Today it seems the vast majority of college students are saddled with a staggering amount of debt upon graduation. The same is true for graduates of UC Irvine and throughout the University of California system. While in school, students take out loans to cover the costs of tuition, books, and room and board. Hundreds of dollars each month go towards rent payments in off-campus housing or apartments. However, students that invest in co-ownership can start their new life in the “real world” on the right foot.

Many college students pay rent to a landlord each month to live in a home that may not be properly maintained. With high demand and short supply, the rental market is tough for a student, and it can be hard to find a good house or apartment on a budget.

Dorm or typical homes in Irvine rent for an estimated $1,000 or more per bedroom. But, with a monthly mortgage payment in the same range, co-owners can build equity instead of piling on debt from student loans. It is also quite likely that you can find properties that would be cheaper each month to own than rent.

Consider this townhome that is for sale recently: it has 3 bedrooms with 2 ½ baths and is located in the desirable Northwood Horizon Community on Huntington. The asking price is $465,000. If three (3) college students/parents buy together, each mortgage monthly payment is  $555 after tax savings with a down payment of $15,500 (assuming a 25% marginal tax rate, 10% down payment and 4% interest rate for 30-year mortgage).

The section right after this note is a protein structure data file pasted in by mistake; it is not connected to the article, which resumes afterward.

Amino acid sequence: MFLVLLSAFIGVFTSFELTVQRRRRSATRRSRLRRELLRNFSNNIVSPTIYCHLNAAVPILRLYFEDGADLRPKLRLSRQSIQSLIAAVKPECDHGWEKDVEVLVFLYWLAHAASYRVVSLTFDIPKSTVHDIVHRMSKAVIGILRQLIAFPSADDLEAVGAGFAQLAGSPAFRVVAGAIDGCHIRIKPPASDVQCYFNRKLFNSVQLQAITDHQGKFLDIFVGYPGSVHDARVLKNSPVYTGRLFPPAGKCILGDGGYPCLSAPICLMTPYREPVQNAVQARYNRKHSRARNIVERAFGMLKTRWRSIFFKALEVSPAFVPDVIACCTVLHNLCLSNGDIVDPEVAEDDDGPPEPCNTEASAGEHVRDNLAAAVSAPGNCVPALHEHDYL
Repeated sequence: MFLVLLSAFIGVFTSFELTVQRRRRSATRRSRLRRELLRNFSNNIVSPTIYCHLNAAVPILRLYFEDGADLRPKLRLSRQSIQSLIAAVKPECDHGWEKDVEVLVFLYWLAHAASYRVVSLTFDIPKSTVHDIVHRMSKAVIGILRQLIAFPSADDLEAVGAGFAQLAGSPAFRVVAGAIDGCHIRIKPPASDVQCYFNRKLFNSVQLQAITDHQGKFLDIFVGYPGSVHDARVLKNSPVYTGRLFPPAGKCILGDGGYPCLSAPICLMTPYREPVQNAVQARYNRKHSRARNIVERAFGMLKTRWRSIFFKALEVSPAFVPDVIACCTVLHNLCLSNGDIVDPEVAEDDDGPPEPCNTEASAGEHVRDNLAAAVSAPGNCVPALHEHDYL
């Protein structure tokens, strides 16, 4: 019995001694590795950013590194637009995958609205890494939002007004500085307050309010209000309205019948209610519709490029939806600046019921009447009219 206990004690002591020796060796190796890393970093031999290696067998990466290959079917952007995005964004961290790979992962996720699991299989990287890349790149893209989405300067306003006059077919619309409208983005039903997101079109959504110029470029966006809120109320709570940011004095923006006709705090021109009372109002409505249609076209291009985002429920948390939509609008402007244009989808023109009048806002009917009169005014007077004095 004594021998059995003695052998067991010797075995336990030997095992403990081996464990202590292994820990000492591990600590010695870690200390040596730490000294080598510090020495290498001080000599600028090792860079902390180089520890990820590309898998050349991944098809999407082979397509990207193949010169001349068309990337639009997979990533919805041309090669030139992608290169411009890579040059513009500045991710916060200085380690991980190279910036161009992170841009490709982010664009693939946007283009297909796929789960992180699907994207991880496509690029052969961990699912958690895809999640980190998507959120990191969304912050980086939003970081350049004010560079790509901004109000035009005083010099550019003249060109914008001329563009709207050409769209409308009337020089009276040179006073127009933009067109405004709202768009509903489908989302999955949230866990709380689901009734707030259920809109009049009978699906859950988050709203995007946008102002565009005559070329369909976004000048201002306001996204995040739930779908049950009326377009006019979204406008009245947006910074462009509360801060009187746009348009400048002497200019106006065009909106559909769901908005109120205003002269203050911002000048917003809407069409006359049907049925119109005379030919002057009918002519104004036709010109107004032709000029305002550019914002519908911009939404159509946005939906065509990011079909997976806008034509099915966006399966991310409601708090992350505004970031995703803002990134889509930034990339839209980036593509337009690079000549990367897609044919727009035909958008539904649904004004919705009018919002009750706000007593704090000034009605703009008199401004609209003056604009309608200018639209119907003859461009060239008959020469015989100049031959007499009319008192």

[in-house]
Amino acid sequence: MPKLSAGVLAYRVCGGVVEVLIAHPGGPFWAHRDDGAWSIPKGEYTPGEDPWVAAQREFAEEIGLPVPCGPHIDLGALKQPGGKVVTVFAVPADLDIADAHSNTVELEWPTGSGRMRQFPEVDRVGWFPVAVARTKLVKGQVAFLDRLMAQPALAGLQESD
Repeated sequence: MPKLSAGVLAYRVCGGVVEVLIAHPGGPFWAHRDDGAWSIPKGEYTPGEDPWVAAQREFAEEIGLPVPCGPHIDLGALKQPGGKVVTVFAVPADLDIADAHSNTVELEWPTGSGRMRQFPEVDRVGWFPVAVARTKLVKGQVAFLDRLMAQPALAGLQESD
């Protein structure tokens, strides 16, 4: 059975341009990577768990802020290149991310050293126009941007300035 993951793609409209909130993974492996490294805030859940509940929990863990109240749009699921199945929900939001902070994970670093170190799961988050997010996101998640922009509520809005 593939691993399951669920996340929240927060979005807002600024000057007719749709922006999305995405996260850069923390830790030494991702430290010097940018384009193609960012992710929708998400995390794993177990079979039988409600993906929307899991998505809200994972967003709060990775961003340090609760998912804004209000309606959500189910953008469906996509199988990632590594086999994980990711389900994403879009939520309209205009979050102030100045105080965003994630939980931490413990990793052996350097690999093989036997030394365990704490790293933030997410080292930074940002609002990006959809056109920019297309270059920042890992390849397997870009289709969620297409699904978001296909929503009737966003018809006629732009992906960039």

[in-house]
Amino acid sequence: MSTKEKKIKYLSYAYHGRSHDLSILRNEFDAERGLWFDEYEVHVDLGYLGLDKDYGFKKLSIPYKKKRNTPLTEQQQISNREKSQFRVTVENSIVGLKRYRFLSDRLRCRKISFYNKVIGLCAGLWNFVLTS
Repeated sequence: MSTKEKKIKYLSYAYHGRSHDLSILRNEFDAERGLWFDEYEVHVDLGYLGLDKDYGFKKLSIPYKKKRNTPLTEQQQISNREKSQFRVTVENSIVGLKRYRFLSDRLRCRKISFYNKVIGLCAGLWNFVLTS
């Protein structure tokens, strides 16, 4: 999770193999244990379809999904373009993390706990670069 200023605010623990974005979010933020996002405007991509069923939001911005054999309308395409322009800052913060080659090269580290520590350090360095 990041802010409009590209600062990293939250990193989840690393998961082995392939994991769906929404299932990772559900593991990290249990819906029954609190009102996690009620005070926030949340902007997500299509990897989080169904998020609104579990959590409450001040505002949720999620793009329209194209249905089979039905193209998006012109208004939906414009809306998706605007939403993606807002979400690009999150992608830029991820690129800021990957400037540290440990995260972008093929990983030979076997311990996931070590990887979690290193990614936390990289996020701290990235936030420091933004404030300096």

Home co-ownership is a great way for students and parents to invest their money each month and have something to show for it after graduation. The home will be better maintained because the residents will have something at stake. Plus, after graduation the home can be sold for a profit – which should help pay off any student loans – or be kept as a rental property.

When parents, friends, or family members invest in a property with a student, there are plenty of benefits all around. To find out more about home co-ownership , visit It makes sense for UC Irvine students to invest now and avoid debt later.

If you are interested in the house mentioned above, it is not advertised anywhere yet. Please contact for any questions that you may have.